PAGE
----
The northwestern section of Kentucky contains the Western Coal Field, which is a hilly area that lies within the Illinois Basin, extending to the Ohio River on the north and to the Pennyroyal Region on the east, west, and south. The Western Coal Field is named for the large deposits of coal that appear throughout the area. The soil on the borders of the Ohio River is highly fertile. The Pennyroyal Region, sometimes referred to as the Pennyrile Region for the small herb that grows in the area or, alternately, as the Highland Rim, covers a stretch of land between the southern border of Kentucky in the Appalachian Plateau to Kentucky Lake. The southern section of the Pennyroyal Region is made up of flat lands interspersed with occasional rolling hills, while the northern section is comprised mostly of rocky ridges containing numerous underground caves and tunnels. The best known of the caves is Mammoth Cave. A treeless area within the center of the Pennyroyal Region is known as The Barrens.
The Jackson Purchase Region is located at Kentucky’s western tip and is part of the Gulf Plains Region, which extends from the Gulf of Mexico to Illinois. The Jackson Purchase Region stretches to the Kentucky Lake in the east, to Illinois in the north, and to the Mississippi River in the west. Low hills and flooded plains make up the land in the Jackson Purchase Region. The Madrid Fault is located in this area. When earthquakes hit the area in 1811 and 1812, the Mississippi River began to flow backward, creating Reelfoot Lake.
Approximately 40 percent of Kentucky is forested. The coffee tree is the state tree. Kentucky hardwoods include oak, beech, hickory, maple, and walnut. Softwoods include cypress, hemlock, cedar, and pine. Flowering shrubs include buckeye, dogwood, laurel, azalea, rhododendron, redbud, blueberry, pennyroyal, and goldenrod (the state flower).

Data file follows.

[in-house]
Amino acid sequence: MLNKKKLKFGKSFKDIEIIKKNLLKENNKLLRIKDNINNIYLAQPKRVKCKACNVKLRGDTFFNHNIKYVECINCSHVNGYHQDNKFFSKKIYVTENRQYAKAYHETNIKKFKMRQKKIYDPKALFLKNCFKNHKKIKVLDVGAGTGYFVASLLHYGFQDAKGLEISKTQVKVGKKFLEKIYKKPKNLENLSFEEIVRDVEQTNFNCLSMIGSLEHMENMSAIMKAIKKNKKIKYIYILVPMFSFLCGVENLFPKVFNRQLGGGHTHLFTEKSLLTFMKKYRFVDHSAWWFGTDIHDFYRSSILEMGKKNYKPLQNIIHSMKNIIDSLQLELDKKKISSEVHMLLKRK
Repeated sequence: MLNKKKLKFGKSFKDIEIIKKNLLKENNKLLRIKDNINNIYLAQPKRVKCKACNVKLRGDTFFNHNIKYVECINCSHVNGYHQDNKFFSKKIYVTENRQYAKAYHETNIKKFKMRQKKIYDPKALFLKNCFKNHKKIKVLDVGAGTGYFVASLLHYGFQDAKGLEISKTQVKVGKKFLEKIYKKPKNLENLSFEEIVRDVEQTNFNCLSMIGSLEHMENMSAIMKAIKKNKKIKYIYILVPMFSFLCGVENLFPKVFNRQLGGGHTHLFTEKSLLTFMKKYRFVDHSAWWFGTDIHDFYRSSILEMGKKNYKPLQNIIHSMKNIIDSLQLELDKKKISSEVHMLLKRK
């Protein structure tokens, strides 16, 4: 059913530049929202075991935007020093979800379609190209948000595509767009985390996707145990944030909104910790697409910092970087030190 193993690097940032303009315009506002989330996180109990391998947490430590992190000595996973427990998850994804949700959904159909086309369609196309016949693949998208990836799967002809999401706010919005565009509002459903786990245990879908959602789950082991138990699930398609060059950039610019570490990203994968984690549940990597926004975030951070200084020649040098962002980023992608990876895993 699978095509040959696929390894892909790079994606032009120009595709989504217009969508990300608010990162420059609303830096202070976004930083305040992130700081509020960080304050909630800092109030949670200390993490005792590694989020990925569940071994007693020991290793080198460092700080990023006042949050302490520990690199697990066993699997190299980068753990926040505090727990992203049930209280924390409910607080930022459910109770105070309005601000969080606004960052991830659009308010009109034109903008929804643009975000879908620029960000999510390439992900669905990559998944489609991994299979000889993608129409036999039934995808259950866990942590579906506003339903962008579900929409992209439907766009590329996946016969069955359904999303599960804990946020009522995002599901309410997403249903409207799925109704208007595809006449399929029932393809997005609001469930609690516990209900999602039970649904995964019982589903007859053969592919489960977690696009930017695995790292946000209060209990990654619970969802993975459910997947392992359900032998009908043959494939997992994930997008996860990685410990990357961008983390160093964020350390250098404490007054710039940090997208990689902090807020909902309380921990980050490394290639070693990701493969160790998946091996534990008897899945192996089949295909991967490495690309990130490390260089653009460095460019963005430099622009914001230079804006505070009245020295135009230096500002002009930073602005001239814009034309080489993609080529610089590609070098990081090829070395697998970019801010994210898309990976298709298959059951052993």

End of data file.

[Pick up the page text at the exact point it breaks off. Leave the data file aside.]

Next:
Earlier in Kentucky’s history, bison and elk roamed the forest, but now the woods are filled with fox, groundhog, muskrat, opossum, rabbit, raccoon, squirrel, and deer. In addition to the cardinal, which is the state bird, Kentucky is home to the eagle, egret, mockingbird, yellow-billed sapsucker, crow, kingfisher, and woodpecker. Migratory birds are also frequently seen in the area. Kentucky has four state forests and 59 state parks.
Agriculture dominated Kentucky’s economy until the middle of the 20th century when services and manufacturing gained prevalence. Tobacco, hay, corn, soybeans, wheat, fruit, dairy, and livestock are the major products produced by Kentucky farmers. Industries include motor vehicles (the state’s largest industry), health services, furniture, aluminum ware, brooms, apparel, lumber products, machinery, textiles, and iron and steel products. Kentucky’s most important mineral resources are bituminous coal, petroleum, natural gas, stone, sand and gravel, clay, fluorspar, gemstone, limestone, lead, zinc, and fluorite. Kentucky’s coal mines provide 85 percent of the state’s mineral income.